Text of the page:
The idea was to teach our girls to ride, to be responsible for something larger than a dog, and to keep them distracted through their high school years when sometimes a horse can be a better friend than the two-legged kind. It didn’t work exactly like that for both kids because apparently you have to have some special crazy-about-horses girl gene to make you keep riding when your friends have other ideas to occupy the hours after school.
But all of us were touched in one way or another by the horses in our back yard. They morphed over time as some proved more reliable than others, but we settled on one of our rescues, Moralecia, a fancy little Arabian with a large attitude and a good mind, and a square-headed Appaloosa named Chaco who was athletic and gentle in an old soul kind of way.
Our horses became ‘familiars’ as the years passed and our girls grew. There is a strange, almost centaurian oneness that develops from riding a horse day after day, where communication is handled by the shift of one’s weight or the nudge of a heel. It’s non-verbal but totally understandable. Our horses in turn used their own signals, if we were smart enough to pay attention: the turn of an ear, a look in the eyes, a nuzzle, a shove.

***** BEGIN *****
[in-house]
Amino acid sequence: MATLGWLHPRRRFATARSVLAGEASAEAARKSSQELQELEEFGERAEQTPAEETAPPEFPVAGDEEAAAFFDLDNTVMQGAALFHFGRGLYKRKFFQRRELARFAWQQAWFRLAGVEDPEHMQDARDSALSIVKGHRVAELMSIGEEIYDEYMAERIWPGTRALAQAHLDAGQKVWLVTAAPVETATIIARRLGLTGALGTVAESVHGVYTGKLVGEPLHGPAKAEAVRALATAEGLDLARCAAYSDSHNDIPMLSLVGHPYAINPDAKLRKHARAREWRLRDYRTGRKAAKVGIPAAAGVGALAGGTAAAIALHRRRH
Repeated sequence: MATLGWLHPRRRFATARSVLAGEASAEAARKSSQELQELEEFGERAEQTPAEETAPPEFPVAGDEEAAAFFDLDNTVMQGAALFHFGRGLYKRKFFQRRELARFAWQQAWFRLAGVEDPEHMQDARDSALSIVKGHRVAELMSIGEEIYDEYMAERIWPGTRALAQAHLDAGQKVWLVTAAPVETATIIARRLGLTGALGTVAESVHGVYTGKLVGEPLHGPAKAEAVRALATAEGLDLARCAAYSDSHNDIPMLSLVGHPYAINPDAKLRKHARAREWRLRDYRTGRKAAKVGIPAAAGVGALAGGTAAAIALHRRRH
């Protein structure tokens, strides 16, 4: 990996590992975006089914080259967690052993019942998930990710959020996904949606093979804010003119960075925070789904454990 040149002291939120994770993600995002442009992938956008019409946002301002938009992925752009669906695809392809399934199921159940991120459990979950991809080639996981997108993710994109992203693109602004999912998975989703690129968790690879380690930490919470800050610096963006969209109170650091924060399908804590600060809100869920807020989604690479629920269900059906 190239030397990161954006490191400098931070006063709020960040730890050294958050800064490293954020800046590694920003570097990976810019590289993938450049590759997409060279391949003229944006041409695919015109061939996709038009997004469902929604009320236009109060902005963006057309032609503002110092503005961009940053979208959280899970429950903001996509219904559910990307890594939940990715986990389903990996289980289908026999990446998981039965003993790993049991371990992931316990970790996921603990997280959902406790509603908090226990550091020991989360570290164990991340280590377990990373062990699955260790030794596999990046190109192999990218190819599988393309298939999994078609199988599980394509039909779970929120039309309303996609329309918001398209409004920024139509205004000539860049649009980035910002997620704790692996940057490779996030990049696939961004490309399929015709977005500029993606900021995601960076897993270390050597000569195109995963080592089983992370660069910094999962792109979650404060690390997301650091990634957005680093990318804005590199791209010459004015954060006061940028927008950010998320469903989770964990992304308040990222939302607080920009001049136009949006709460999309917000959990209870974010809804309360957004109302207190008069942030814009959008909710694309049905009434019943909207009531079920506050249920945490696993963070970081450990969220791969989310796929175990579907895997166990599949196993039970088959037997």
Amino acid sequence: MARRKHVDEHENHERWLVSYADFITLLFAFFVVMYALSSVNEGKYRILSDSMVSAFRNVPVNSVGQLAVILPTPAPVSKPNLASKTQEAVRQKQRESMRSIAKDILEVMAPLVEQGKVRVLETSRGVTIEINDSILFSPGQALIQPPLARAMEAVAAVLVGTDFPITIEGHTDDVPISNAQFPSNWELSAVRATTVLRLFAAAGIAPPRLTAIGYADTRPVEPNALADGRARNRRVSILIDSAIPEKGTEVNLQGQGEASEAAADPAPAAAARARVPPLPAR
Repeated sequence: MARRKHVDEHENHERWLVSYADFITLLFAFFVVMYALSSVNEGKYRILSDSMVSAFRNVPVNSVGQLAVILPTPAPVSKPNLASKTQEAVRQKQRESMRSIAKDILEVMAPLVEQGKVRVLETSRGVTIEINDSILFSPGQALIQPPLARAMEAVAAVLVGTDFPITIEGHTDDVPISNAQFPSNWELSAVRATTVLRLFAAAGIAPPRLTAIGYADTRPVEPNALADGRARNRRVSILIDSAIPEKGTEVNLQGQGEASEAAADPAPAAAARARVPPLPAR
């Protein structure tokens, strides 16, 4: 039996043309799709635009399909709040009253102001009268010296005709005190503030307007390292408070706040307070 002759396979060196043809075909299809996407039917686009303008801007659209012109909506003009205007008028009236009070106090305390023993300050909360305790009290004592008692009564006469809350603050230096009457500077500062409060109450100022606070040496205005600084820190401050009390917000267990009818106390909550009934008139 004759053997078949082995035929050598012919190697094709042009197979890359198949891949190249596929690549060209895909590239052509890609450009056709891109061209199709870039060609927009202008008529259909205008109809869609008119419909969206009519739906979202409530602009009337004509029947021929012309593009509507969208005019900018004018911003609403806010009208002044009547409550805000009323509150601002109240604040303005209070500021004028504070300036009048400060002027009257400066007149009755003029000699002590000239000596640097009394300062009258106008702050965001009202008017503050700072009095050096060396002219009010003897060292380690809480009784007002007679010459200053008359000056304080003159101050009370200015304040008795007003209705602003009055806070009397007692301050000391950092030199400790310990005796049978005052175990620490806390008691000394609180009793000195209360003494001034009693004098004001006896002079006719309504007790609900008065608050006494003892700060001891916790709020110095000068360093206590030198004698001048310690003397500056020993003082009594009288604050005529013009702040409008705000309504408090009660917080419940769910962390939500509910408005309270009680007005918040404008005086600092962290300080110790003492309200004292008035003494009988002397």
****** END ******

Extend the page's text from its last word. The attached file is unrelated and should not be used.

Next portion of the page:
In the end, if you want to know the truth, I think we can actually blame our move to this farm on the horses. Greg figured they needed more space than our 1-acre suburban lot and so he bought them 40! I never understood until then that for the love of horses we were to become farmers.
Old MacDonald’s Farm was a prescient look into my future. No petting zoo here and the horses don’t bite, but Perky would have loved this place. And, while it took our desert horses more than a little time to adjust to the green pastures and forests of Oregon, they’ve settled in. So, too, have we.
Photos:(top)Moralecia and Chaco when we first arrived in Oregon;(bottom)Moralecia, Chaco, and Tater about 3 years into our move
Postscript. I have been remiss at finishing any of the blogs I started since last May and have about 10 partially completed, but none ready to ‘go’. As I find time this winter, you may read stories from 6 months ago and wonder what is going on at the farm. Nothing, except it’s a farm and farming is never done.
All rights reserved. Copyright 2011 Scottie Jones
It was a fall day today of no particular note. The golden leaves of the alder trees dropped at the hint of wind, onto ground covered with brilliantly green fall grass. The sky was blue, yet clouds edged in with the afternoon, adding a hint of autumn to a weekend that boasted t-shirts.